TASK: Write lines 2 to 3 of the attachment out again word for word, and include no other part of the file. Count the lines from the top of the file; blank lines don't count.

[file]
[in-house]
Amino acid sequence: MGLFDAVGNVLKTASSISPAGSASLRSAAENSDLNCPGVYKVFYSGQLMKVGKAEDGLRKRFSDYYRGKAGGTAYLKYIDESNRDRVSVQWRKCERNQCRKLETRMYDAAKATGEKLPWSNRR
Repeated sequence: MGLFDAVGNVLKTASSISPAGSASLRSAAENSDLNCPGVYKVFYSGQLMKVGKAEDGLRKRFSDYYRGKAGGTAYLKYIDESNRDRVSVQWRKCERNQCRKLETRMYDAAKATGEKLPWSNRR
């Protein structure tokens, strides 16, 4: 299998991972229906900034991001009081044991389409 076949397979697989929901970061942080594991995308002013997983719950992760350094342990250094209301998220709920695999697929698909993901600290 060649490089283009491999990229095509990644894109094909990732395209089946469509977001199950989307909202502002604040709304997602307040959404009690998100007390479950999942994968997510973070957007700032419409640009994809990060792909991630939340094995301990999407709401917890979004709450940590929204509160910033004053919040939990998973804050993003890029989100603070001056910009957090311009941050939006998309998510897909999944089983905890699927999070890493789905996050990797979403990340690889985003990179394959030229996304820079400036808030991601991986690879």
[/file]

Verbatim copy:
Amino acid sequence: MGLFDAVGNVLKTASSISPAGSASLRSAAENSDLNCPGVYKVFYSGQLMKVGKAEDGLRKRFSDYYRGKAGGTAYLKYIDESNRDRVSVQWRKCERNQCRKLETRMYDAAKATGEKLPWSNRR
Repeated sequence: MGLFDAVGNVLKTASSISPAGSASLRSAAENSDLNCPGVYKVFYSGQLMKVGKAEDGLRKRFSDYYRGKAGGTAYLKYIDESNRDRVSVQWRKCERNQCRKLETRMYDAAKATGEKLPWSNRR